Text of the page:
OriginalCulture: Swimming

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In 2013, OriginalTitle will be presenting her interpretations of contemporary short stories in whatever way such interpretations happen to emerge as a result of the inspiration on Writer’s ClubKL

This week’s featured short story is “The Swimmer” by John Cheever and can be read here at Story of the Week

You start with a small pool in midsummer.  You see, the smaller it is, the faster it will heat up under high summer sun.  The surface glitters placid, unrippled by any recent turbulence.  But they all start out that way.  You’ll splash in and rise to the top.  Then you’ll graduate to a larger pool and there the water isn’t as warm.  People have gathered by the ledge, just dipping their legs in and some have the luxury of renting that cabana in the corner, but then there are those who tread in the middle trying to hold their drink and keep their head above water.  They wave a half-extended hand to those listlessly watching the water gather tiny ripples around them, the floating human-like buoey in the middle.    Inexplicably, they can’t seem to come closer to the ledge and you whisper to a friend, “I never want to be that person.”  No one goes out to join them or offers a hand.

Swimming.  Well, that’s what we do at these things isn’t it?  We drop the appropriate number of pounds and don the most flattering suit for our most flattering features.  Then, with toes curled round the concrete ledge of society’s best, we find the most appealing corner in which to dive in.  The water is frigid, but everyone else is wading, keeping their heads above water just so everyone can see they’re smiling.  The lazy susan spins round with drinks and business cards and we take one and show the other as if it might grant us access to what seems so impossible, so fickle.  Yet, it only ever seems to feel difficult for us to get in.  Everyone else’s eyes glitter with mouths open in laughter and you think-there, they’ve got it, they’re in.  From the crisp crystal brim of your glass, your heart stops.  You realize the drink has aglittered your own eyes and your own mouth is open in laughter to a joke you don’t fully understand.  Now you’re in and you’re treading water with the rest of them.  And it seems like only moments ago you were watching the others keep their head above water, wondering how they got there, but now you know it’s so much more difficult to smile when you’re barely able to keep your head above the water ready to take you in at your weakest moment.

We grow up watching our elders take careers they don’t want so they can buy things they won’t have time to use and host parties for people they don’t want to talk to.  There’s some sort of strange glamour in it.  These parents of yours who scold you and tell you what to do are in a moment on a screen, when the neighborhood attendees arrive.  They are all as watchable as a movie, playing their best part.  You watch these alien creatures, these adult-like robots put on costumes for each other and smile when they don’t want to as they pass out drinks and food they can’t afford to give away.  That’s the catch.  You never get to see the outtakes and the backstory is lacking.  They act as if the clock will never reach tomorrow, telling themselves that they’ll teach you better, they’ll make sure you don’t make the same mistakes and but you’re growing each day.   They hack away at themselves, run marathons, starve to death, take better jobs all in an attempt to reach some ideal that doesn’t exist.  They want, but what they think they want will never cover what they need-even if they get it, which they most often don’t.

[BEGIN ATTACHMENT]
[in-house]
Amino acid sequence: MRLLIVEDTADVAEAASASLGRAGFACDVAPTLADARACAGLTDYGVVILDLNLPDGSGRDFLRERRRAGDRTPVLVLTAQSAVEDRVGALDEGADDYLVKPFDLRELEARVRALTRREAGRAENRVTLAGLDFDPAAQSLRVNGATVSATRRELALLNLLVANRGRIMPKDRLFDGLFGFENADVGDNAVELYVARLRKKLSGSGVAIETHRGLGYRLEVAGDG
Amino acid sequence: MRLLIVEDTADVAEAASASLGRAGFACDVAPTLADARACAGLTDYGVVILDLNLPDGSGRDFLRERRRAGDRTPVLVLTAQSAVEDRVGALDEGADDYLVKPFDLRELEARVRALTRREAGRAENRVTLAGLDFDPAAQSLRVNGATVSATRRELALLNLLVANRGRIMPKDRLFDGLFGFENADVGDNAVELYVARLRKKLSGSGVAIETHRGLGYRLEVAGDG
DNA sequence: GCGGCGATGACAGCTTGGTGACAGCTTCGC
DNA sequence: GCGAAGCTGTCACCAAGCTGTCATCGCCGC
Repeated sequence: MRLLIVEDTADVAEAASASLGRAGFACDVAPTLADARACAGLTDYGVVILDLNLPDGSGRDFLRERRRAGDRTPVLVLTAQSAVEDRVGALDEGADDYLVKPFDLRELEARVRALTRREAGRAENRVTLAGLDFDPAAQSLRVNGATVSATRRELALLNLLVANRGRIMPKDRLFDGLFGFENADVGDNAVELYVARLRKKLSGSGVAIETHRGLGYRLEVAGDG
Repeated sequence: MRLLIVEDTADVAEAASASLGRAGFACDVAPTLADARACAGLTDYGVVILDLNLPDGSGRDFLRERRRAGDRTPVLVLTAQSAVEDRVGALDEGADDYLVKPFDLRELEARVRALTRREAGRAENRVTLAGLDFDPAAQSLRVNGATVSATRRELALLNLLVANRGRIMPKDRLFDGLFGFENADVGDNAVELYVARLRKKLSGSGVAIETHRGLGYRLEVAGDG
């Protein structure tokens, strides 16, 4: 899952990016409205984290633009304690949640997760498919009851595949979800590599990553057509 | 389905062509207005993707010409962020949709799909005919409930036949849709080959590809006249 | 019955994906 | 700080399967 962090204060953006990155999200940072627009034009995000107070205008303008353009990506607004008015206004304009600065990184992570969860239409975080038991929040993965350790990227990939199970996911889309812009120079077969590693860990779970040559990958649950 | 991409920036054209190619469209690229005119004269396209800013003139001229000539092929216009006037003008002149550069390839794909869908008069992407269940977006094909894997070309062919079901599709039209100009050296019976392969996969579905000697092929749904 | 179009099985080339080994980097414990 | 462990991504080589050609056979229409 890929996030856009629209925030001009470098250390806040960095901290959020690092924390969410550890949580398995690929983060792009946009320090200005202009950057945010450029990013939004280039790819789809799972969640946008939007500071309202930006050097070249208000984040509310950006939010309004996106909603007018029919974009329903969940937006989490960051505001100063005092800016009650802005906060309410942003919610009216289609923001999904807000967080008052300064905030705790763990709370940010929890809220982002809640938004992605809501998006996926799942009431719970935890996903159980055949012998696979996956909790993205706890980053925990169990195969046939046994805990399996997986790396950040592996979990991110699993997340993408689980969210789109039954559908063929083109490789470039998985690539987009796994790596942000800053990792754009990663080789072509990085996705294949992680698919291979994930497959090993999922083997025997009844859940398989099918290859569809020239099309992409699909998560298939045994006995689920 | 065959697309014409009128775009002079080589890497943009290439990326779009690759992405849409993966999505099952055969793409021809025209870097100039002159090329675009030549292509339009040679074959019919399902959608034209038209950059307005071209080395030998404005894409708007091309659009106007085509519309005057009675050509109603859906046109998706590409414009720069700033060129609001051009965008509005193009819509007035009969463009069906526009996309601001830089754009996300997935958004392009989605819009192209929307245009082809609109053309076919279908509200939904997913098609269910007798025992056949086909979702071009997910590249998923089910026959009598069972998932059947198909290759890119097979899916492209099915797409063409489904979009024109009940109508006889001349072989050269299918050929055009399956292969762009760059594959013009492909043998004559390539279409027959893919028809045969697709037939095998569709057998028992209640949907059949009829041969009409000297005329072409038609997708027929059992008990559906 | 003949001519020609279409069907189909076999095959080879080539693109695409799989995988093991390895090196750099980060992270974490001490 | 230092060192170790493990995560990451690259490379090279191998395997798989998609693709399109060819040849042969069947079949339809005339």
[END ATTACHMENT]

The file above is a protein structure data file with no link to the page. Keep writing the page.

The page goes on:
We see it, but when it’s time to play our part, we act it out as we’ve seen it done before, sometimes with slight improvement.  As we read the script though, we start to understand that we’re playing our parts without the backstory.  We don’t understand why we’re in whatever career we’re in or why the way that one person treats us makes us feel so bad and where is the time going?  It’s moving too fast!  We try to figure it out.  We ask our parents, the original stars, but they don’t want to tell us because they know they should have done it earlier, but they didn’t know how!   But, you just never know what the temperature of the water will be.  Some people can swim back to the edge and others flail around at the center unable to reach the concrete ledge of the suburban shore.  And Suburbia’s all striving to live the same life and thinking if they live the same way as everyone else does then they won’t be the one to drown, but inexplicably some still do.

This random prose-essay was inspired by the short story of the week.  Read OriginalTitle’s interpretation of “The Swimmer,” by John Cheever at Writer’s Club KL!

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3 responses to “OriginalCulture: Swimming

  1. I wish I had more commentary to make on your pieces, but I know so little about prose. Just reading your work teaches me more, and I thank you for that.

    I see a recurring theme amongst some of these: a disenfranchisement with the adult world, be it the way adults sweep things under the rug or the way they create artifice to “keep up with the Joneses.” I’m interested to see if this repeats in other places.

  2. Thanks so much for reading this. I think I’m actually going to start going back and rewriting these pieces to make them more clear. There’s a few bits I like here and there, but I can see the theme you’ve picked out and I think I could probably communicate it a lot better! I appreciate you taking the time to comment!

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